The prank cursor that resulted in an employee being fired before they even started

Raymond Chen

I learned the story of someone who got fired even before they started. It resulted from a prank gone awry.

The perpetrator in question was completing an internship and committed code into the Windows 3.1 code base that was a little prank for the test team: Under a very specific error condition, it changed the index finger pointer to a middle finger.

This was a very rude prank, but the test team would take it in the spirit it was intended.

He then ended his internship and took a two-week break before returning as a full-time employee.

It so happens that the build in question was selected to be a beta release that went out to hundreds of hardware and software companies, as well as beta testers. It wasn’t long before some of these copies found their way into the hands of the media, and the rogue cursor reportedly nearly made it into a screen shot in an industry magazine.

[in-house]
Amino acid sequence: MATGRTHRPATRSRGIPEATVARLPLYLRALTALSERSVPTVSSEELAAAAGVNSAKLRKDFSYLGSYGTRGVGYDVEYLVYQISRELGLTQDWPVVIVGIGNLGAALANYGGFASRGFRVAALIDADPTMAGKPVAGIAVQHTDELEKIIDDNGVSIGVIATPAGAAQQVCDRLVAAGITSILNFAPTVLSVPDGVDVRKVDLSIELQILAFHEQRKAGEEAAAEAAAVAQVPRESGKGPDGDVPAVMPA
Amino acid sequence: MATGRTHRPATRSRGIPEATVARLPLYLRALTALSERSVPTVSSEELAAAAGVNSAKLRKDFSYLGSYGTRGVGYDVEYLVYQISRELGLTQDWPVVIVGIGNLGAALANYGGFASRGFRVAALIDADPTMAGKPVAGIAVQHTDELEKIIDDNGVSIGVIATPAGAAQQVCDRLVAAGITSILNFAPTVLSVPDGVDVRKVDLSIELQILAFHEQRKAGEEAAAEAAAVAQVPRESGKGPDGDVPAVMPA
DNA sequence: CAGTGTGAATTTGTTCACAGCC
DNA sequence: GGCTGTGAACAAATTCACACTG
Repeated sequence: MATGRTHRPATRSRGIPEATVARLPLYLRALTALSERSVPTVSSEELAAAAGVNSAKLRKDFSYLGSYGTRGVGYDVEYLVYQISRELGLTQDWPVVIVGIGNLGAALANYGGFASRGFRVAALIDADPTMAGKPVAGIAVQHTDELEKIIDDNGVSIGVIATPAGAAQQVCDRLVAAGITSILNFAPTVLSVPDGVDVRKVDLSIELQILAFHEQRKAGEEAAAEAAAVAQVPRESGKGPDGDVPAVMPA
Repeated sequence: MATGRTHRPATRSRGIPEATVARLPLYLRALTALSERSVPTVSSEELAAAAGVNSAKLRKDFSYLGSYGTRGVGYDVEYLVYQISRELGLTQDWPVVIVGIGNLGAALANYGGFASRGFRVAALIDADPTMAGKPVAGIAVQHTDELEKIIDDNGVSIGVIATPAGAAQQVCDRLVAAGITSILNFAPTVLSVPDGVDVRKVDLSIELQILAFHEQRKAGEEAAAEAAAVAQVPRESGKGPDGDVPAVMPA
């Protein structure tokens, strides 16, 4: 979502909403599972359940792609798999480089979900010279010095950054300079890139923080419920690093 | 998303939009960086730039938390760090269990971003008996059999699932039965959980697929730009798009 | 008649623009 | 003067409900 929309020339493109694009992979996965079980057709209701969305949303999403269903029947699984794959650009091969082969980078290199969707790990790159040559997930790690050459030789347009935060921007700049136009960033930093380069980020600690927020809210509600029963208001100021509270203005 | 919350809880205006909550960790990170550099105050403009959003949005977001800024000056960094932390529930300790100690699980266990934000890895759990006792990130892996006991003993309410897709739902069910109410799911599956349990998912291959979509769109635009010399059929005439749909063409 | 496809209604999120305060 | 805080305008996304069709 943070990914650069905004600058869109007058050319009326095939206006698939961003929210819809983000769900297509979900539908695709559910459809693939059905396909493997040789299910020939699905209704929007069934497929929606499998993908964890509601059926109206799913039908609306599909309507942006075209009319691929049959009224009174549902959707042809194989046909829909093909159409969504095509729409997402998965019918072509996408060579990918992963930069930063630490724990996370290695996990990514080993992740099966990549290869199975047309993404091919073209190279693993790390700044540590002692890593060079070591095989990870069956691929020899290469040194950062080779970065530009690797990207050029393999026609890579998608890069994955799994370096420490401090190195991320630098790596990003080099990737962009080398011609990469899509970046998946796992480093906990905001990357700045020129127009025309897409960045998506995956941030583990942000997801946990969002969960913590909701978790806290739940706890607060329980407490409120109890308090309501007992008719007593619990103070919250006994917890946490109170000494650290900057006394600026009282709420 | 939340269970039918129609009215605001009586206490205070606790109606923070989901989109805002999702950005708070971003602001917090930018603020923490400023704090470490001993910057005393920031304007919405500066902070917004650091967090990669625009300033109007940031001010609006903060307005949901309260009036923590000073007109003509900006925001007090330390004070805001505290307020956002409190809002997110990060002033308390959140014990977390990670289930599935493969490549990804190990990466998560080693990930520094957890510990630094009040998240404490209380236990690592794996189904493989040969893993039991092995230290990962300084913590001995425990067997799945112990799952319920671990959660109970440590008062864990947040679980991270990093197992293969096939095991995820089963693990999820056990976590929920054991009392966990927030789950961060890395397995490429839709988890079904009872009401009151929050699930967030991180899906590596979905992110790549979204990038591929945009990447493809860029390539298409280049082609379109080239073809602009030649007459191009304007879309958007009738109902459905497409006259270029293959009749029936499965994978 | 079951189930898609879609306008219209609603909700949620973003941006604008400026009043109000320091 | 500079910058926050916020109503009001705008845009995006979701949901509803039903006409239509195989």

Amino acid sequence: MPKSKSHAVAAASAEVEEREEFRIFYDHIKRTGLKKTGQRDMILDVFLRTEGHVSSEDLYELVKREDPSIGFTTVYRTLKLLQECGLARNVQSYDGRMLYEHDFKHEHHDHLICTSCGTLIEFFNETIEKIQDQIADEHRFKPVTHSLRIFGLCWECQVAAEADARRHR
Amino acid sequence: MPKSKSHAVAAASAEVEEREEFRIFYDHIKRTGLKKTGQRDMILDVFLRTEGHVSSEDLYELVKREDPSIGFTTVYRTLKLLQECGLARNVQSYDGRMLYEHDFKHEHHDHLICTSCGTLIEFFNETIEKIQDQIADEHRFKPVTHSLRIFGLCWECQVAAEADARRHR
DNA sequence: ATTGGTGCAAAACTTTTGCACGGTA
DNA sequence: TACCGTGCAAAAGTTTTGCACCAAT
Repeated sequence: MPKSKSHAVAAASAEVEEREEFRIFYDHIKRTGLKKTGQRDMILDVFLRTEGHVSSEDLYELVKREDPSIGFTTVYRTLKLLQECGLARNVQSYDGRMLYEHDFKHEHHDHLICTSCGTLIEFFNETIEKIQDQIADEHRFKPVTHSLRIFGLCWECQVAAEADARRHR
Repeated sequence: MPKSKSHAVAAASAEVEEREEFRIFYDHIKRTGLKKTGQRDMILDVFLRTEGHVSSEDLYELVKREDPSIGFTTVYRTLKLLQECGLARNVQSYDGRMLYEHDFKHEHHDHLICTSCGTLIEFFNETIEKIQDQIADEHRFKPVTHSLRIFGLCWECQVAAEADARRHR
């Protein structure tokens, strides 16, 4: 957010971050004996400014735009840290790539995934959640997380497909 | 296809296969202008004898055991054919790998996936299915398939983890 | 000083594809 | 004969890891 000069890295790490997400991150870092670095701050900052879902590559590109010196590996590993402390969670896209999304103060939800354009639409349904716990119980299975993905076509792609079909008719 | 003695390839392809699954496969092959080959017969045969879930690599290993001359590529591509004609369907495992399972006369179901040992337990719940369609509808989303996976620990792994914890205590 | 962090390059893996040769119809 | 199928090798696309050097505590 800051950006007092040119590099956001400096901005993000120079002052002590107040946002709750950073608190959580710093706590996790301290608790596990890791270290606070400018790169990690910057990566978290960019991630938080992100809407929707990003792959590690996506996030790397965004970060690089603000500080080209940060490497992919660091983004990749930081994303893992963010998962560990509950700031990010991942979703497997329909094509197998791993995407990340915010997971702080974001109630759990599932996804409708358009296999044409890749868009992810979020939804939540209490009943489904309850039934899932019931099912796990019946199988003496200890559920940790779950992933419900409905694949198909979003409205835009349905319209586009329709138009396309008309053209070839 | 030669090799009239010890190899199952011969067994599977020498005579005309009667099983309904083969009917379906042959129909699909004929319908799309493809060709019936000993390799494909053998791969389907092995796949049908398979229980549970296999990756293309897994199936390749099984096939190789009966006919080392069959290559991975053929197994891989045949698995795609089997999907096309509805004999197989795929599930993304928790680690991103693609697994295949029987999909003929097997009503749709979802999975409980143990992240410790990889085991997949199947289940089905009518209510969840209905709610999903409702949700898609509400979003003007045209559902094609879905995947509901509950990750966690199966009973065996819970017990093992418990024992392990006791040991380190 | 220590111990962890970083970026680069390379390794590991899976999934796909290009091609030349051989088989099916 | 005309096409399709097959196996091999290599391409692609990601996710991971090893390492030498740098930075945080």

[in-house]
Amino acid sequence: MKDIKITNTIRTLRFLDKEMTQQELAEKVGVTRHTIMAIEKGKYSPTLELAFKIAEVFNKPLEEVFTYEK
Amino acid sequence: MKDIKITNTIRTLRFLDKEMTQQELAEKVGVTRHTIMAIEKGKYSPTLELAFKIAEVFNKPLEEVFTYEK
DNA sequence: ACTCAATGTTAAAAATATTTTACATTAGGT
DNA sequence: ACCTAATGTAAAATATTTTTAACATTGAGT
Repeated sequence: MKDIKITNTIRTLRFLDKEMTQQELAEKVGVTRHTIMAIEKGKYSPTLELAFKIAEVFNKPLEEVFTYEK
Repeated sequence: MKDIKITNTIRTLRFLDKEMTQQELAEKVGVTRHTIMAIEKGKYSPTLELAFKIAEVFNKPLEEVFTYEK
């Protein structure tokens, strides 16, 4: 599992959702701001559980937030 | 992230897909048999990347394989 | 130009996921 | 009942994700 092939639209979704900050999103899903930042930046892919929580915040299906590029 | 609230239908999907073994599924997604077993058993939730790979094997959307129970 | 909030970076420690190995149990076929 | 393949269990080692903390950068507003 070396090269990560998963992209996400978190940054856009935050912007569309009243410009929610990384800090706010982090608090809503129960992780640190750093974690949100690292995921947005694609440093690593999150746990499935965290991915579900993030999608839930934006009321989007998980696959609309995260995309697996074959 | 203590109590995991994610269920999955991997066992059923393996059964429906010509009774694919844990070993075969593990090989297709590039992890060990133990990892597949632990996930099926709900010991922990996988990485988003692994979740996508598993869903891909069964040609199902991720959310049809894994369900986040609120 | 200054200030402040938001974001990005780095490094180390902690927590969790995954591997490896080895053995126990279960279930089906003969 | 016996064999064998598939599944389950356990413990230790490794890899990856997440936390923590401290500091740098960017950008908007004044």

As you can imagine, this created quite an uproar, drawing the involvement of senior management. Executives from partner companies were furious that such an unprofessional image could be included in the product, and I’m sure a good number assumed that Microsoft intended the rude gesture to be directed at them specifically.

This was a scandal of the highest proportion, and someone must pay.

The manager of this component replied, completely truthfully, “the individual responsible for this regrettable act is no longer with the company.”

This helped calm the storm.

The person who made the unauthorized change rejoined the company a few weeks later, as originally planned. I suspect there was a very stern talk as part of the onboarding process.

Bonus chatter: A bug was filed in the RAID database to track the problem and its resolution. In the bug, there was some discussion as to how the issue should be classified. Was it an “off-by-one” error? Or maybe it was a “bad pointer”.